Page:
Abu Dhabi’s latest realty law explained

The new legislation introduced in Abu Dhabi is set to give a boost to the real estate sector in the capital. Zisha Rizvi, Partner - Corporate Commercial and Arbitration, and Rini Agrawal, Legal Associate - Corporate and Commercial at Sunil Thacker Associates (STA), explain the new law.

New law

The new property law being introduced in Abu Dhabi mainly aims at securing and enhancing the transparency of transactions in the real estate sector. It aims to empower the Department of Municipality Affairs (DMA) and maintain a register to save all documents or data relating to real estate development. The administration of such a register would safeguard the rights of the buyers. The commission of the register would enable the authorities to track all the transactions of real estate units sold off-plan. The DMA is also set to oversee a list of registered developers, appraisers and other parties to curb the flipping practice to some extent.

The new law mandates the setting up of a “project guarantee account” in an accredited bank. Such an account should be opened by the developer for each project after obtaining approval from the Abu Dhabi Department of Municipal Affairs. The model is similar to Dubai’s escrow account. The funds paid by the buyers of off-plan properties towards payment for the units in the project would be deposited in the project guarantee account. The account cannot be used for any purpose other than for deposits by the buyers and the amounts in this account would be released to the developer only if the property is developing as per the schedule. The setup of this account will ensure that the property is completed on time without troubling the buyers. Its main purposes are to make sure that the interests of the buyers are met and to prevent failure of completion of projects by the developer.

An escrow account is not the same as a project guarantee account, but both have undeniable similarities as they are both created by the developers to protect the interests of the buyers.

Looking ahead

Abu Dhabi has experienced exponential growth in the last few years. But the disputes relating to real estate will remain an important factor for potential homeowners to feel somewhat reluctant. The introduction of a more streamlined regulatory authority in Abu Dhabi (similar to the DLD and RERA in Dubai) would be a step forward to ceasing this hesitation of investors. The implementation of such a dedicated department solely for the purpose of dealing with property registration and impediments would enhance and safeguard the rights of investors.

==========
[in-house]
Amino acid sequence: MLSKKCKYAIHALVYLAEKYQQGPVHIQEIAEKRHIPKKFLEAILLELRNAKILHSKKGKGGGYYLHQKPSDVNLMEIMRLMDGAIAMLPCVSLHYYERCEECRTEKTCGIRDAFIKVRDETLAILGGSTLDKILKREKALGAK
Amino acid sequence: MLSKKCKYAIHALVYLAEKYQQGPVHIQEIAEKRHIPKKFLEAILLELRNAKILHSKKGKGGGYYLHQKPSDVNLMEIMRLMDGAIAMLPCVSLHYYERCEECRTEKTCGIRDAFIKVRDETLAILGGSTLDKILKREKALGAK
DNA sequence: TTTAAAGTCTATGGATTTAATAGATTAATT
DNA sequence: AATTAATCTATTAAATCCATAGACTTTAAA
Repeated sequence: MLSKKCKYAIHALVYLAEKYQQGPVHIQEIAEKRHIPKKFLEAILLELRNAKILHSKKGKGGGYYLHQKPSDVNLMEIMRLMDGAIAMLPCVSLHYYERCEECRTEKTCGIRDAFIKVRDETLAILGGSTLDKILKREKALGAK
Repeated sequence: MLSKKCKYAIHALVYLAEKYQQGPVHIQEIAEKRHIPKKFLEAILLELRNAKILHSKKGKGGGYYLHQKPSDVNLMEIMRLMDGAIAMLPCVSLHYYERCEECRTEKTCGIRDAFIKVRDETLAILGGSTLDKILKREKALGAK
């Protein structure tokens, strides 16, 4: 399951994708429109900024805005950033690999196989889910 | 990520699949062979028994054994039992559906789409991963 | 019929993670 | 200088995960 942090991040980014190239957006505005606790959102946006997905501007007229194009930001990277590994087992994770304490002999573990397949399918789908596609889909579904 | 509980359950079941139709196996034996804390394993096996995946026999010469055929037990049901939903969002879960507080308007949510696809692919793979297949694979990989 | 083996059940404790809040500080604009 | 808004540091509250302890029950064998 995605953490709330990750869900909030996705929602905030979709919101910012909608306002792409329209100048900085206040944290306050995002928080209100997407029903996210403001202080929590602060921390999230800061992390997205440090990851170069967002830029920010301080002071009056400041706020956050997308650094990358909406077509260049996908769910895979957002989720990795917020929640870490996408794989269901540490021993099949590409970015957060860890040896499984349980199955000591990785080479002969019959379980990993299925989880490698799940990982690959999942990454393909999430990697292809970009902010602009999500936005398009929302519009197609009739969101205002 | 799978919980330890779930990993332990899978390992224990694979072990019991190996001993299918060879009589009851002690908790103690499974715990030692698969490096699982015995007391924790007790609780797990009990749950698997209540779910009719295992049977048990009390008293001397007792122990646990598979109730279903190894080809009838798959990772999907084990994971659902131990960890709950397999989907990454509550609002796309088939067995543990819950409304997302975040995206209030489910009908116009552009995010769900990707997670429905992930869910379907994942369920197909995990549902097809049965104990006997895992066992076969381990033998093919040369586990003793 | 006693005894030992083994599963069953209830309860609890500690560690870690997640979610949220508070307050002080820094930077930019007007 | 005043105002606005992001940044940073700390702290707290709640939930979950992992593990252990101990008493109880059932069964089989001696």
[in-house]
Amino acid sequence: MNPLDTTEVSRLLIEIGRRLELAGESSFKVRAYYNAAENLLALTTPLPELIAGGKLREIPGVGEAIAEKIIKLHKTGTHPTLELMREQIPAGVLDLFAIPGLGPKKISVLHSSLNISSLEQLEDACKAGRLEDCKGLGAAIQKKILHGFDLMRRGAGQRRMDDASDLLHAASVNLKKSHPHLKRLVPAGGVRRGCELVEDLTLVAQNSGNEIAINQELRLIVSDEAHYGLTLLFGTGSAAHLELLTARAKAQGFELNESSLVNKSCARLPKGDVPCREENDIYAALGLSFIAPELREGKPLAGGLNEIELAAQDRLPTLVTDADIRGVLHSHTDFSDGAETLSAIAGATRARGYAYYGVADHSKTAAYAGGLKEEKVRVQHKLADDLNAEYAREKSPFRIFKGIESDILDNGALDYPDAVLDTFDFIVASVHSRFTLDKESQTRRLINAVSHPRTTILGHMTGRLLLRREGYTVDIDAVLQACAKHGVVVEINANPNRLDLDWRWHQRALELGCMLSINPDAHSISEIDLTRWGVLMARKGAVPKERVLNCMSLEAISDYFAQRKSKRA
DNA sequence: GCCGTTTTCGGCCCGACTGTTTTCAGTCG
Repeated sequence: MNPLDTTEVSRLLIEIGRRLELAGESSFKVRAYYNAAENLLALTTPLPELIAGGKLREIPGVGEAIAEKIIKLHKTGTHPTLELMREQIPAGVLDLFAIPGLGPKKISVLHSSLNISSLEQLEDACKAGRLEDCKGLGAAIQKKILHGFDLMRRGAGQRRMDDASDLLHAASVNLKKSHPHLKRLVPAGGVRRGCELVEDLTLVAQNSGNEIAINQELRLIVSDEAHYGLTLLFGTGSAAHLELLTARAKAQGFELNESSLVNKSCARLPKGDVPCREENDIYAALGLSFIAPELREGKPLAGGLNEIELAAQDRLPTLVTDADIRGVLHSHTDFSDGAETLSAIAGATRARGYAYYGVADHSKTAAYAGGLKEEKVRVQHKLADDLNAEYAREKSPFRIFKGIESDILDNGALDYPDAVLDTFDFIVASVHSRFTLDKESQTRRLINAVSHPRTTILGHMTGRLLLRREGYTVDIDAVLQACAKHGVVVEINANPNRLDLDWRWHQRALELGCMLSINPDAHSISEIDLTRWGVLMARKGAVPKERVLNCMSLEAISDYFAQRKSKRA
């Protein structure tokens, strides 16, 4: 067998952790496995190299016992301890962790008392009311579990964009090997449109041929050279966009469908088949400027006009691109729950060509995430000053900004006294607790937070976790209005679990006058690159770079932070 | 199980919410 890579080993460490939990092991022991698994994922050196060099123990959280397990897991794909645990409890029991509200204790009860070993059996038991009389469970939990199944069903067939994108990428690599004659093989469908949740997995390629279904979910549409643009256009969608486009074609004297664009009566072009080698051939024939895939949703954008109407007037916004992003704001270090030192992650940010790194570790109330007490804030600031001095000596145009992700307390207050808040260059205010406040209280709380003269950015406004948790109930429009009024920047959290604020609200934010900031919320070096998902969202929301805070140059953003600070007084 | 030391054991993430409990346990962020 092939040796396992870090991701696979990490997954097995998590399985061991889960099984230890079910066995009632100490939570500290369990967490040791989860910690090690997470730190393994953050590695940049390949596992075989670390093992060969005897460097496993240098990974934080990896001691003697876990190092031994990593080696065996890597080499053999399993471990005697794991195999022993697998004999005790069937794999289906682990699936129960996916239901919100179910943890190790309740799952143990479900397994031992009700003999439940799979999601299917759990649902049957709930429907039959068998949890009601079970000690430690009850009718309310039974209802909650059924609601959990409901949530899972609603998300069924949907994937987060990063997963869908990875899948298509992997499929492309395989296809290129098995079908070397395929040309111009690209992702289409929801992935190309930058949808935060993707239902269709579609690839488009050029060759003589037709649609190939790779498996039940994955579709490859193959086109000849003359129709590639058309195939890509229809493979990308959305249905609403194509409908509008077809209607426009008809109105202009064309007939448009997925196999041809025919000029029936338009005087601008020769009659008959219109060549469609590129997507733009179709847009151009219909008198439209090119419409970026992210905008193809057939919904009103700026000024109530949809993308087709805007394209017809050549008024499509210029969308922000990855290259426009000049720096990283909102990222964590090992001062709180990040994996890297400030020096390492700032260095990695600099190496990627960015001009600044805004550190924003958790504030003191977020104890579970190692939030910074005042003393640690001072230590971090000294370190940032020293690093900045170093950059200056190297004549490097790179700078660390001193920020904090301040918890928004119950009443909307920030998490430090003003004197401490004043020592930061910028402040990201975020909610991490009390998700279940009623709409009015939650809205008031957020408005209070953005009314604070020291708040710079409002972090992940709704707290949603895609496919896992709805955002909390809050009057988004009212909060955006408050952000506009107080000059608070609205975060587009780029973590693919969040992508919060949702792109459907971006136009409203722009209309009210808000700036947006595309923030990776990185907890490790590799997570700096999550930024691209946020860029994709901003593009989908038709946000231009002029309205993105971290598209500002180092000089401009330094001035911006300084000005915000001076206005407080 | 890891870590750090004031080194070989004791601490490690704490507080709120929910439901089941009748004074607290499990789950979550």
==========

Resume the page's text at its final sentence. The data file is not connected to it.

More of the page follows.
Real estate is and has always been a sector that has stability and high potential for growth. By the establishment of the land department and the enactment of the regulatory authority, such stability and potential would be unassailable and resistant up to a level from economic and market variations.

Due diligence

Not all places in Abu Dhabi provide expatriates with the option to purchase freehold properties. The Abu Dhabi property laws permit expats to buy properties in specific areas known as “investment zones” (for instance, Yas Island, Saadiyat Island, Reem Island).

Hence, firstly, it is necessary for the expat buyer to determine whether the property he wishes to buy is in one of the investment zones or not. If the property is not in one of the investment zones, then an expat would not be able to purchase such property.

Secondly, he should make sure that the seller has ownership over the property and has an unencumbered right to sell such property because the ownership of a property can only be transferred from a rightful seller.

Thirdly, the buyer should inspect and verify the size and particulars of the property and make sure that he is not being defrauded or misled in any sense. It is also highly advisable for him to investigate and determine the existing finance over the property and ensure that such finance or mortgage has been cancelled before the ownership of the property is transferred. The buyer should also see to the current tenancy of the property as the sale would then be subject to tenancy rights. Due diligence on part of the buyer is very important to avoid future tribulations.

Scource: S. Dhar, Special to Freehold

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